U.S. feeders see biggest weekly drop in six months

Chicago Mercantile Exchange (CME) feeder cattle futures slumped on Friday, capping their biggest weekly percent loss in six months, 1.8 per cent, as corn prices surged after U.S. government grain data.

The U.S. Department of Agriculture estimated U.S. corn stocks below trade expectations, sending Chicago Board of Trade (CBOT) corn prices up sharply.

The potential for rising feed costs could cause U.S. cattle and hog producers to cull their herds, resulting in a glut of supplies in the near term but fewer animals later, said Oak Investment Group president Joe Ocrant.

And feedlots, already operating deep in the red due to high-priced feed, might spend less money for the cattle they fatten before selling them to packing plants, he said.

Selling in the neighbouring live cattle market also pressured CME feeder cattle.

Spot January ended 0.975 cents per pound lower at 149.875 cents. Most-actively traded March was 1.475 cents lower at 151.45 cents (all figures US$).

Live cattle fall with cash

Live cattle futures dropped as investors brought futures closer in line with steady to lower cash cattle price, analysts and traders said.

CME live cattle was down 1.7 per cent for the week.

Cash cattle in the U.S. Plains fetched $126 to $128 per hundredweight (cwt), steady to $2 lower than a week ago, feedlot sources said. In Nebraska, dressed-basis cattle moved at $202 to $205, down $3, they said.

On Friday, live cattle February closed at 130.6 cents/lb., 0.95 cent lower. April ended at 134.55 cents, down 0.525 cent.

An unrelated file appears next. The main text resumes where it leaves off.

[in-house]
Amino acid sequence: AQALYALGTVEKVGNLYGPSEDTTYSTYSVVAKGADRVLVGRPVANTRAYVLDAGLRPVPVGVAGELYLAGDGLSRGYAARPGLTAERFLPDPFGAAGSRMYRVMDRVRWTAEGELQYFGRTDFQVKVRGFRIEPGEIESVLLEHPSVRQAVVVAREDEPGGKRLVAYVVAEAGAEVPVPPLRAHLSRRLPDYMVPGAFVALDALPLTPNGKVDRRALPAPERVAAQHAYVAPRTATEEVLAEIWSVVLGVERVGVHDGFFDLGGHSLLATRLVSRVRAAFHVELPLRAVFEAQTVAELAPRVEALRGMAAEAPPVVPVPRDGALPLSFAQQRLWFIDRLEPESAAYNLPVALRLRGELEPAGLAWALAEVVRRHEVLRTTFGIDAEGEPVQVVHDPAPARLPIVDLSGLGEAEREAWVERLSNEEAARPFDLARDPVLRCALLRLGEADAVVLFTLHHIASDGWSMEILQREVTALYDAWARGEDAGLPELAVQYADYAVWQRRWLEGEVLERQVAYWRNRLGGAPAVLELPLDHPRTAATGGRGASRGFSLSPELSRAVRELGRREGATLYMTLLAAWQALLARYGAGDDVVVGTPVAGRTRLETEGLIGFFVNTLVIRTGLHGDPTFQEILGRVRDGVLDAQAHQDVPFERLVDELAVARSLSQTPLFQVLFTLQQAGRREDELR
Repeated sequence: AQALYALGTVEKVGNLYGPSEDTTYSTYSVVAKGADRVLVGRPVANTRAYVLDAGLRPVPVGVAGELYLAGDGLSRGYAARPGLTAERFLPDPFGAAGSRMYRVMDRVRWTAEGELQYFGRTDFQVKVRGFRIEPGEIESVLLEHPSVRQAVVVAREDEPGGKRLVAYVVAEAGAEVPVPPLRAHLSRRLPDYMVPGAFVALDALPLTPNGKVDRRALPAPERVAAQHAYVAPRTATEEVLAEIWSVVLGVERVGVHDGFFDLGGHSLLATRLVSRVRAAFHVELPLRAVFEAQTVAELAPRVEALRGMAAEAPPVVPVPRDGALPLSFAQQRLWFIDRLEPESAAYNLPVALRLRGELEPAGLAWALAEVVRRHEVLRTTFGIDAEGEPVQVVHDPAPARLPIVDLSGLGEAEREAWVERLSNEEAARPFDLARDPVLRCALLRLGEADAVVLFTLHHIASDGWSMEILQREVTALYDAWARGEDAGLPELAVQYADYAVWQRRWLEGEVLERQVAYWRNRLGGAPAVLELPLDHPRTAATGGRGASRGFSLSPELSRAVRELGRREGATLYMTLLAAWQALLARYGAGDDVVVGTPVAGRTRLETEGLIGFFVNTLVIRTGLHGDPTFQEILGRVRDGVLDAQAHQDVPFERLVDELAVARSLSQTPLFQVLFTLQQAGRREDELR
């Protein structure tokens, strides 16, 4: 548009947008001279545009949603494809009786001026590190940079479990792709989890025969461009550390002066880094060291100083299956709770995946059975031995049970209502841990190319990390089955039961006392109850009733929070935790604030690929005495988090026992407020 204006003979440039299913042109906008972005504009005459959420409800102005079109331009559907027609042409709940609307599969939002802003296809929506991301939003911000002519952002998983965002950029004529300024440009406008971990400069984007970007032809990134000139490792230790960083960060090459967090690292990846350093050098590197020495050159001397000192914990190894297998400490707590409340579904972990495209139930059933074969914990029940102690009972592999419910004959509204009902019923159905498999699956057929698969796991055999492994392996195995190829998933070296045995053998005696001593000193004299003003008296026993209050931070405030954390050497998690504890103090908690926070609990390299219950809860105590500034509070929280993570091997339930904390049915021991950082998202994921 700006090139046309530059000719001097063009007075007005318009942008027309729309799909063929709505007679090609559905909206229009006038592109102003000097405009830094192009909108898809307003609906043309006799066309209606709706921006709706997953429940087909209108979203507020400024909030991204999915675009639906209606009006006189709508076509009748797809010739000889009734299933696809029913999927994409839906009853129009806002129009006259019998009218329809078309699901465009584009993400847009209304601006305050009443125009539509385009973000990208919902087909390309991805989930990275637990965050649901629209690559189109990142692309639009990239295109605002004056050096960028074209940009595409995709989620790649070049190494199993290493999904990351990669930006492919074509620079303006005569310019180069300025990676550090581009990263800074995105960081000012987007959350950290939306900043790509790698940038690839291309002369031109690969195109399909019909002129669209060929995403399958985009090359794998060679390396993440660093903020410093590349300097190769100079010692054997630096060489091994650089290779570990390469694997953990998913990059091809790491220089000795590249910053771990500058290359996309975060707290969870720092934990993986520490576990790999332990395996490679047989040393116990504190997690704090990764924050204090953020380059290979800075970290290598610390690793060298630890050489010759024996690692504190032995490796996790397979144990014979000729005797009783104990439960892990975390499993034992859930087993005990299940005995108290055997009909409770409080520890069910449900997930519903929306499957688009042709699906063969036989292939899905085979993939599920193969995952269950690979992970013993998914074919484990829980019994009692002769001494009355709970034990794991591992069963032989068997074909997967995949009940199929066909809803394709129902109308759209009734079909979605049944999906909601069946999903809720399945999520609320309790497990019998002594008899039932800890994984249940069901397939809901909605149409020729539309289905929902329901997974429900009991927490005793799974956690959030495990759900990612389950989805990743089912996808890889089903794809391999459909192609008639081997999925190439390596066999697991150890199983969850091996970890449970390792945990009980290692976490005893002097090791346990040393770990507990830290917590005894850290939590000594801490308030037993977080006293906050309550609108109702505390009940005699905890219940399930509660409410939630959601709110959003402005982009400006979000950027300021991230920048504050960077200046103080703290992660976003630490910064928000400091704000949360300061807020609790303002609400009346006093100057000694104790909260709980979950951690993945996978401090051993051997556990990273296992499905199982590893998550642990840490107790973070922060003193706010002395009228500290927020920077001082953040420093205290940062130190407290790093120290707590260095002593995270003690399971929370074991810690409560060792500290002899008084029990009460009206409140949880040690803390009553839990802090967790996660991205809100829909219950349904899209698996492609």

February and April broke through their respective 100-day moving average support levels of 131.19 and 135.01, which triggered fund liquidation.

Packers curbed cash spending to stabilize their fallen margins and prop up wholesale beef prices.

USDA put the cattle slaughter this week at 624,000 head, 22,000 less than for the same period a year earlier.

HedgersEdge.com put the average beef packer margin for Friday at a negative $65.10 per head, compared with a negative $66.75 on Thursday and a negative $50.70 on Jan. 4.

The price for wholesale choice beef on Friday was $194.24/cwt, up 43 cents from Thursday; select cuts slipped 47 cents to $183.49, according to USDA.

February futures led declines as funds rolled some of their long positions into deferred contracts on the fourth of five days for the Standard + Poor’s Goldman Sachs Commodity Index.

Two-sided hog trade

CME February hogs dropped as processors cut cash hog bids in the near term to realign their margins, traders and analysts said.

And they said the surge in corn prices fueled bearish hog futures spreads with the view that increased feed costs could led to tighter hog supplies later this year.

Hog futures ended the week down 1.9 per cent.

February hogs settled down 0.4 cent/lb., to 84.2 cents. April ended at 87.125 cents, up 0.025 cent.

The government on Friday showed the average hog price in the most-watched Iowa/Minnesota market $1.13/cwt lower at $82.65.

The average pork packer margin for Friday was at a negative $5.40 per head, compared with a negative $7.05 on Thursday and a negative $3.25 on Jan. 4.

– Theopolis Waters writes for Reuters from Chicago.